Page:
By Natalie Schwartz (Member of the Seneca Church and participant of the February Border Mission Trip to Frontera de Cristo)
“But now in Christ Jesus you who once were far off have been brought near by the blood of Christ. For he is our peace; in his flesh he has made both groups into one and has broken down the dividing wall, that is, the hostility between us.” Ephesians 2:13-14
It was a chilly, rainy Ash Wednesday as I walked along the border wall in Agua Prieta; which even for February was a rare event for the desert city. Our seven member delegation from Foothills Presbytery had been immersed in life on the US-Mexico border for several days and I needed time to pray and reflect. As I walked I stopped and prayed at the murals that adorned the Mexican side of wall. As I walked back to our hotel I noticed that one of the murals was a completely different image depending on your perspective. Just as the murals changed based on our perspective, so do our own thoughts and opinions change when we take the time to see things from different perspectives.
Several times during our trip I had to see the border through someone else’s lens. In the middle of a barren desert outside of Douglas, AZ we planted a cross marking the location where Jose Luis IBarra Lerma, a young migrant in his 20’s, lost his life crossing the border. As we stood there in the sun and wind, thankful for our water bottles, it was clear how dangerous this rugged, barren land could be. One could not help but think about this young migrant in the desert, was he traveling north to support his family? Was he alone when he died, or was there someone there to comfort him in his final moments? Will his family ever be able to visit the cross that we planted? We each left an offering at the foot of the cross, rosaries, coins, shells, rocks and greenery, little tokens that became signs that Jose Luis was a remembered and loved child of God.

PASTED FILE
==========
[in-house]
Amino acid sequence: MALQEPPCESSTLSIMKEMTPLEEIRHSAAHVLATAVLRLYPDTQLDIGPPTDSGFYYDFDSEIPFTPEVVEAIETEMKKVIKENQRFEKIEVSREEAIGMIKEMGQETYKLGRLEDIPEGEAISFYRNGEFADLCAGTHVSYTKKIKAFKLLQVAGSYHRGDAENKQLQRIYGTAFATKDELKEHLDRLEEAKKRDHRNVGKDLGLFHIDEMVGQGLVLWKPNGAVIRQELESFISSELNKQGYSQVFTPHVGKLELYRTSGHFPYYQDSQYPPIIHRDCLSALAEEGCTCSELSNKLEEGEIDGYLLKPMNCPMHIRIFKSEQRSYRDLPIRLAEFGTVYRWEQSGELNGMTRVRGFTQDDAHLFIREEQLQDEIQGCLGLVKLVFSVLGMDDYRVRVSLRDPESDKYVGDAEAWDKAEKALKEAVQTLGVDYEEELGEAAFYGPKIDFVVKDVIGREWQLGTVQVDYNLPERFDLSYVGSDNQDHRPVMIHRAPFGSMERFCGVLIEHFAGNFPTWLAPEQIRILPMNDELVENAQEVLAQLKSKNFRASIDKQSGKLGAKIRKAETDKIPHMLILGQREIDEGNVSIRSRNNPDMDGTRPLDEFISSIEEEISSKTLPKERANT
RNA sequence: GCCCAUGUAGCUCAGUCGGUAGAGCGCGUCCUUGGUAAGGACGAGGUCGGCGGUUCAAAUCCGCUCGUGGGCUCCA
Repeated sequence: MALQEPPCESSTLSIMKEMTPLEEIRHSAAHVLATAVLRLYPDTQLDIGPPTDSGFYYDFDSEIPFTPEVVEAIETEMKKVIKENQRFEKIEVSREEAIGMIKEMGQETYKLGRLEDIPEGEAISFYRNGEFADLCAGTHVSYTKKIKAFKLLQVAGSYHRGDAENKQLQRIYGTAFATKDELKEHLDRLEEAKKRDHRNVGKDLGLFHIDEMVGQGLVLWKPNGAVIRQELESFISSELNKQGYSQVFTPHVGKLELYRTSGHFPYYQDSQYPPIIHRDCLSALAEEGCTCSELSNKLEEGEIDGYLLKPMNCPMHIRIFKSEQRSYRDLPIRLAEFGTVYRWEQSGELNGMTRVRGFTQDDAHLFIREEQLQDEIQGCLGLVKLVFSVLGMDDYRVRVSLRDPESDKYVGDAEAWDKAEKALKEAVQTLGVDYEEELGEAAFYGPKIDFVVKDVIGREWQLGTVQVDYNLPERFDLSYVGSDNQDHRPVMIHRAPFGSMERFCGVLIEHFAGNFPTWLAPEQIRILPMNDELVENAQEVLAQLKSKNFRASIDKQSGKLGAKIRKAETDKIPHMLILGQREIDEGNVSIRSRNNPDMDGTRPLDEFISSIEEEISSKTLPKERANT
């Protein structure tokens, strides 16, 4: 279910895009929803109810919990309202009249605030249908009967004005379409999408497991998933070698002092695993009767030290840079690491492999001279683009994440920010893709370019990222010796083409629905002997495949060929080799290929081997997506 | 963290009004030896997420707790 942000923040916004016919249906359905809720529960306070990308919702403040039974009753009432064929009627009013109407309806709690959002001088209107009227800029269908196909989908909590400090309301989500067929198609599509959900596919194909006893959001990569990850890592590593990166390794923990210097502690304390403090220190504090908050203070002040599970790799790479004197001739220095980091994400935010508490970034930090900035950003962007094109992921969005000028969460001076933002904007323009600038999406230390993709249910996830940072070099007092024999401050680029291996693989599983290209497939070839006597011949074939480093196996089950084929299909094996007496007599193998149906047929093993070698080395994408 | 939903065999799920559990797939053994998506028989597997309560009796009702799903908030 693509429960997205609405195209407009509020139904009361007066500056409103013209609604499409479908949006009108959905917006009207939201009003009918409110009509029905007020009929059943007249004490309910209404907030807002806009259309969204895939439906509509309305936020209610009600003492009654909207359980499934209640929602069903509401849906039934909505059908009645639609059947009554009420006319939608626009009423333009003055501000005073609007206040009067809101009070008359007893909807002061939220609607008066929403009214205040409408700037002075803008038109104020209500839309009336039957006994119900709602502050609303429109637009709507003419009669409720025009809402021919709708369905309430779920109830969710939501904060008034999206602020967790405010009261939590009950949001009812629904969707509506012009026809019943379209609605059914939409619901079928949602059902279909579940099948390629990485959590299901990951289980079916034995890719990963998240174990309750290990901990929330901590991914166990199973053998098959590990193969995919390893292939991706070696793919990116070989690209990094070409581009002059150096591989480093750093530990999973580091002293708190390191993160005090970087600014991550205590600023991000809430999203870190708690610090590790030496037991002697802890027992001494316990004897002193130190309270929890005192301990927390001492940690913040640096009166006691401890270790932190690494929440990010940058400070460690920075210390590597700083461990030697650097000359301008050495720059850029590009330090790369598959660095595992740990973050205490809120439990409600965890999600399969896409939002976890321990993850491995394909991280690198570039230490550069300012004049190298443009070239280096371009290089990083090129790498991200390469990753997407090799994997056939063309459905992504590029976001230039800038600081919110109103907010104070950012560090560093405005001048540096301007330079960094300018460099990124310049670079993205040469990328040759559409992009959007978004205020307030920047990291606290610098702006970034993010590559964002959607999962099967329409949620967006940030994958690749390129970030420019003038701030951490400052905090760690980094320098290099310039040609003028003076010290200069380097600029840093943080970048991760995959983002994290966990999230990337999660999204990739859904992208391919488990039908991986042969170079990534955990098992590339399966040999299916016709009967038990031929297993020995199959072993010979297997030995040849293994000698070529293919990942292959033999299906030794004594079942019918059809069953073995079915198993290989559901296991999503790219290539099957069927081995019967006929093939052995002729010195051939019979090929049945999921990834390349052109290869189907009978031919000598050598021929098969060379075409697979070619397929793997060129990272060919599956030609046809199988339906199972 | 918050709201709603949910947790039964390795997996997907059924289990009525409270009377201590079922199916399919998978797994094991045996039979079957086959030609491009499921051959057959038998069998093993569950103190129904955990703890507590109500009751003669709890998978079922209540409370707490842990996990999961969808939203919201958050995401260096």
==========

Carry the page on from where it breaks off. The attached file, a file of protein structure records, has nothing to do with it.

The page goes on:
As I opened myself to look at the border from a different perspective, as a place of encounter, I began to find Jesus everywhere.
- In the Mennonite couple that care for the graves of six unidentified migrants, in the father carrying the burden of trying to support his family on a maquiladora salary, knowing if he had just stayed and worked in the US longer his family might not be without electricity.
- In the matriarch of of a large family who she fed us and waited to eat until we were all full.
- In the Border Patrol agent offering water to the thirsty migrant. In the social worker helping domestic violence victims.
- In the women that made up DouglaPrieta, a women’s co-op and community garden.
We all came with our biases, our own opinions, and our own ideas of how Washington should fix “the problems” of border security and Immigration. Instead of walking away with affirmations of our own opinions, simple solutions for major humanitarian issues, and black and white answers, we came home with relationships, questions, and the grace you can only experience through radical hospitality. It was through sharing of meals, laughter and awkwardness as we tried to communicate through language barriers, and the shared passion for living Christ’s Call in our communities that broke down the dividing wall. And when we thought of the border as a place of encounter and opportunity instead of barriers and dividing walls, it washed away the images of militarization, walls, divisions, we encountered generosity, hospitality, and Christian fellowship. The physical wall dividing our two countries still stands, but there is no barrier between our brothers and sisters in Christ.
Note about pics:
1) A cross attached to the border wall that reads, “As we live, we are all brothers, we are all Migrants”
2) One of the many murals adorning the Mexico side of the U.S. Border wall, showing hands reaching out for one another.
3) A cross erected where Jose Luis, a 20 year migrant, lost his life crossing the border.
4) A mural at the Migrant Shelter of Jesus riding “the beast”, the train heading north across the border with other migrants.
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